As shown in FIG. 5, mating half cylinders are disposed at the top of each side arm 16 which join together to form a pole 48. The pole 48 includes a wide base 49 followed by a section of decreasing diameter 51 in a telescoping arrangement such that bearings 20 can be placed on the pole 48 and spun to be dried.
FIG. 7 illustrates that the lower ends of the side arms 16 contain shoulders 30 which prevent the bearings 20 from sliding through the bottom of the channel 26 and, hence, the bottom of the cage assembly 14. In an alternate embodiment of the invention, the channels 26 are slightly smaller than the bearings 20 but are resilient to hold the bearings in place without sliding within the channels 26. In such an embodiment, the shoulders 30 would be unnecessary.
A selectively engageable closure mechanism 22 is mounted on the pole 48 to prevent the bearings 20 from exiting the top of the channel 26 in the cage assembly 14 during cleaning, as shown in FIGS. 2 and 3. The closure mechanism 22 comprises a straight bar 50 with a central opening 52 which, as shown in FIG. 6, allows the bar 50 to be snap-fitted over the pole 48. The bar 50 is capable of rotating between the positions shown in FIGS. 2 and 3 such the cage assembly 14 can be opened and closed by the user.
The operation of the invention is straightforward and simple. Before cleaning, the closure mechanism 22 is in the open position shown in FIG. 2 to allow the cage assembly 14 to receive the circular bearings 20. One or more circular bearings 20 are then placed into the channels 26. After the closure mechanism 22 is turned to prevent removal of the bearings 20 from the channel 26, the cage assembly 14 is placed into the bottle 10. Solvent is poured into the bottle 10 either before or after the cage assembly 14 is placed inside the bottle 10.
If desired, the bearings 20 can be completely submersed in solvent and allowed to soak. Solvent can then be poured out of the bottle 10 such that about one third of the bottle is filled with solvent in order to allow the solvent adequate room to vigorously circulate in the bottle 10 during agitation. The cap 12 is then used to seal the bottle 10. The bottle 10 is then disposed horizontally, after which the user thoroughly shakes the bottle 10 in a vertical direction. Solvent will be directed back and forth through the holes 28 providing access to the bearings 20 to remove unwanted particles from the bearings 20.
After cleaning the bearings 20, the cap 12 is removed from the bottle 10 and the bearings 20 are dried in the ambient air after the cage assembly 14 is removed from the bottle 10. In an alternate embodiment of the invention, an elongated flat bar (not shown) can be placed across the opening of the bottle 10. The cage assembly 14 is placed atop the elongated flat bar and is supported thereon during drying. Alternatively, the flat bar can extend between the side arms and abut a pair of the cross supports 18. Once the solvent has drained from the bearings 20 and cage assembly 14 into the bottle 10, the closure mechanism 22 is turned or rotated such that the bearings 20 may be removed from the cage assembly 14.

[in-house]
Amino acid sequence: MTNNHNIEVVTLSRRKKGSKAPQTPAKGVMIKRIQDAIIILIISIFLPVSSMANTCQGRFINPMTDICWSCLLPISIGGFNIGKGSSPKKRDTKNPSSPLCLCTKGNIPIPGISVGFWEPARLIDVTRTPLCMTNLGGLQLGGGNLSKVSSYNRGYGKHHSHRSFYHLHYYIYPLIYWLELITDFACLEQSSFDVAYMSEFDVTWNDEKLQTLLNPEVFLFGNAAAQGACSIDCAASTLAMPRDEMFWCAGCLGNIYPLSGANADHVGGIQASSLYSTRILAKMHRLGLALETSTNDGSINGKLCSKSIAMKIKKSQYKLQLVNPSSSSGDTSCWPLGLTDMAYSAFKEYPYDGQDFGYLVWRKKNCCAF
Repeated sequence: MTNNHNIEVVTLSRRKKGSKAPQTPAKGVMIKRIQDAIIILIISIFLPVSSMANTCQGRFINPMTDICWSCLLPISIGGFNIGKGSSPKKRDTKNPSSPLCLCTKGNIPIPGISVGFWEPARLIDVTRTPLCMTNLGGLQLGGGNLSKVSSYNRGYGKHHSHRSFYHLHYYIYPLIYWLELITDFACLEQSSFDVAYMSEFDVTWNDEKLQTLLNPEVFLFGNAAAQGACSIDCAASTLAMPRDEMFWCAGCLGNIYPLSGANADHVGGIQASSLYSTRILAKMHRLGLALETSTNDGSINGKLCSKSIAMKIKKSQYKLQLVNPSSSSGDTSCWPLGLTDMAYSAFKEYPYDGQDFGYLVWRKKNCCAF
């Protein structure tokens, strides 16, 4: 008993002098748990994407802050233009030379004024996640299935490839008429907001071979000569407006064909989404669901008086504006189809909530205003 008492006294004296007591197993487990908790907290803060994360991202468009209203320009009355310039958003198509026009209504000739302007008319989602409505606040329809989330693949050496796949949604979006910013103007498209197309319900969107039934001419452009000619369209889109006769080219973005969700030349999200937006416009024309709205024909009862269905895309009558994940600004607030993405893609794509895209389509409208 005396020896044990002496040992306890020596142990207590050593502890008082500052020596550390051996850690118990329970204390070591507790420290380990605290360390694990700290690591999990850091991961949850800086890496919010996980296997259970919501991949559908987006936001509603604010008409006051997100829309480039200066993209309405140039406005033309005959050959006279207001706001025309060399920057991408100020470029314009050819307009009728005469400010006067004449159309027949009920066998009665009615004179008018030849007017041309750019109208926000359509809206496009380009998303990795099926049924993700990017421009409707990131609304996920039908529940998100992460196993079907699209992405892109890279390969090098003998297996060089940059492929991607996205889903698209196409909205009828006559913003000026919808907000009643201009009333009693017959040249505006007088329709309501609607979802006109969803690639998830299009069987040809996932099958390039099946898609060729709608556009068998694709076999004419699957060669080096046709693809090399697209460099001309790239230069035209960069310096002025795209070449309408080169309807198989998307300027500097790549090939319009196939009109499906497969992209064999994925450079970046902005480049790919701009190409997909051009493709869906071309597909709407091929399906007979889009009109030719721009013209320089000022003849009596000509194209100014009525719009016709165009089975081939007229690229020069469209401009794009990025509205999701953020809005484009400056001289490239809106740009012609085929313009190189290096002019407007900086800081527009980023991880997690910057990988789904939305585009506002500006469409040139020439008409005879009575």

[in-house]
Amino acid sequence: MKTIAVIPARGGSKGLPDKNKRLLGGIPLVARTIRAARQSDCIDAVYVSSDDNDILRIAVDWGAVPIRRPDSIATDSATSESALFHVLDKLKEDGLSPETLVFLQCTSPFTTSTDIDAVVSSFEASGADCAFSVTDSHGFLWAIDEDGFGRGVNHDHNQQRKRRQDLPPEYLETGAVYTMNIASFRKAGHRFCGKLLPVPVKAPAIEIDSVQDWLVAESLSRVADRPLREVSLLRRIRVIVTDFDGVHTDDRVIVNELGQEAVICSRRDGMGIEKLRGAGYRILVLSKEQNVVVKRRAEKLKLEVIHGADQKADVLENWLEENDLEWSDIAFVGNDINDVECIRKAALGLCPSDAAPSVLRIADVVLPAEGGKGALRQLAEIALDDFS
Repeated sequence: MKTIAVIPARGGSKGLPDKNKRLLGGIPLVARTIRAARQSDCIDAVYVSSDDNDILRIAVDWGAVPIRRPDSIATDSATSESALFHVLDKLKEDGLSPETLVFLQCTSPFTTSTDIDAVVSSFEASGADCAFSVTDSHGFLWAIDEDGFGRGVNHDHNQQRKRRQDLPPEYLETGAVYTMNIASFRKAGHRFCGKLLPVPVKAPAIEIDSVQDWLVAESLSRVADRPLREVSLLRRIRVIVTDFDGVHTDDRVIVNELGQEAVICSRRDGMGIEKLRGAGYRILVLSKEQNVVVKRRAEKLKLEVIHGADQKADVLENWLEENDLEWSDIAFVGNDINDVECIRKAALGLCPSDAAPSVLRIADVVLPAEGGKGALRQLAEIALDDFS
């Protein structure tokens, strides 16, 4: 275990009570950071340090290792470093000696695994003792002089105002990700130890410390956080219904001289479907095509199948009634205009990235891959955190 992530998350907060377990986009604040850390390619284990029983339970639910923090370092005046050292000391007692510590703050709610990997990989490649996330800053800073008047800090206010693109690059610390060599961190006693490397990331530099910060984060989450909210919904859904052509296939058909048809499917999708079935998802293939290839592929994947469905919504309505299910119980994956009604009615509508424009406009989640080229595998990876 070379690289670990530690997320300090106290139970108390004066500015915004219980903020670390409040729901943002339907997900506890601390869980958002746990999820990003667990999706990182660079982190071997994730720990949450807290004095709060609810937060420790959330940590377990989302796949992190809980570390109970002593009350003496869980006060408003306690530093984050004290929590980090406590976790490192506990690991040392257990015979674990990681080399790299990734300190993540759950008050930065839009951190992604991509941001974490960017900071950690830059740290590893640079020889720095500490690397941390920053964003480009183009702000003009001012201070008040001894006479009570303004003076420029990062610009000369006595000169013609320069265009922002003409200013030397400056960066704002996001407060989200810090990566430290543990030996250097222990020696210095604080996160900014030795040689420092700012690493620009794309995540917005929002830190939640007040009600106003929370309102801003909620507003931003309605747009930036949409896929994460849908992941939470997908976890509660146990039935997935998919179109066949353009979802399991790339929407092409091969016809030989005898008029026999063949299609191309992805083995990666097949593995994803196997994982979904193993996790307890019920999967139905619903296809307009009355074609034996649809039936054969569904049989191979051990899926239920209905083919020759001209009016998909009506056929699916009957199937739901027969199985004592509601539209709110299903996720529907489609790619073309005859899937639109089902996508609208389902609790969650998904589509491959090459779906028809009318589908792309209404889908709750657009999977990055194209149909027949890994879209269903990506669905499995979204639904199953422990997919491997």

In a second embodiment of the invention shown in FIG. 8, the cage assembly 14 includes a support member 32 and an adjustable bracket 34 including a horizontal platform 35. The support member 32 includes an arm 37 at an upper end thereof including at least one hole adapted to receive a first end 41 of a slot car motor 39. The platform 35 includes a recess 43 adapted to receive a second end 45 of the slot car motor 39. The bracket 34 is joined to the support member 32 with a bolt 36 and wing nut 38.
Further modifications can be made to the cage assembly 14 to securely retain the cage 14 within the bottle 10. As shown in FIG. 9, a third embodiment of the invention is shown in which the pole 48 includes a notch 54 adapted to receive a nub 56 in the center of the bottom surface of the cap 12. Further, as shown in FIGS. 9 and 10, the bottom of the cage assembly 14 includes a recess 58 adapted to receive a raised area 60 on a bottom surface of the bottle 10. The nub 56 and raised area 60 will serve to center the cage 14 within the bottle 10 and ensure that all sides of the cage 14 are equally exposed to circulating solvent during cleaning of the bearings 20.
In the third embodiment, the closure mechanism 62 comprises a circular flange having a diameter only slightly smaller than the internal diameter of the bottle 10. Thus, as the cage assembly 14 is inserted into the bottle 10, the flange 62 will also help center the cage assembly 14 within the bottle 10 and prevent lateral displacement within the bottle 10. In bottles 10 of the type shown in FIG. 1 having a neck 64 of a smaller diameter than the body 66 of the bottle, the circular flange 62 will include a diameter small enough to fit within the neck 64 of the bottle as opposed to slightly smaller than the inner diameter of the bottle 10.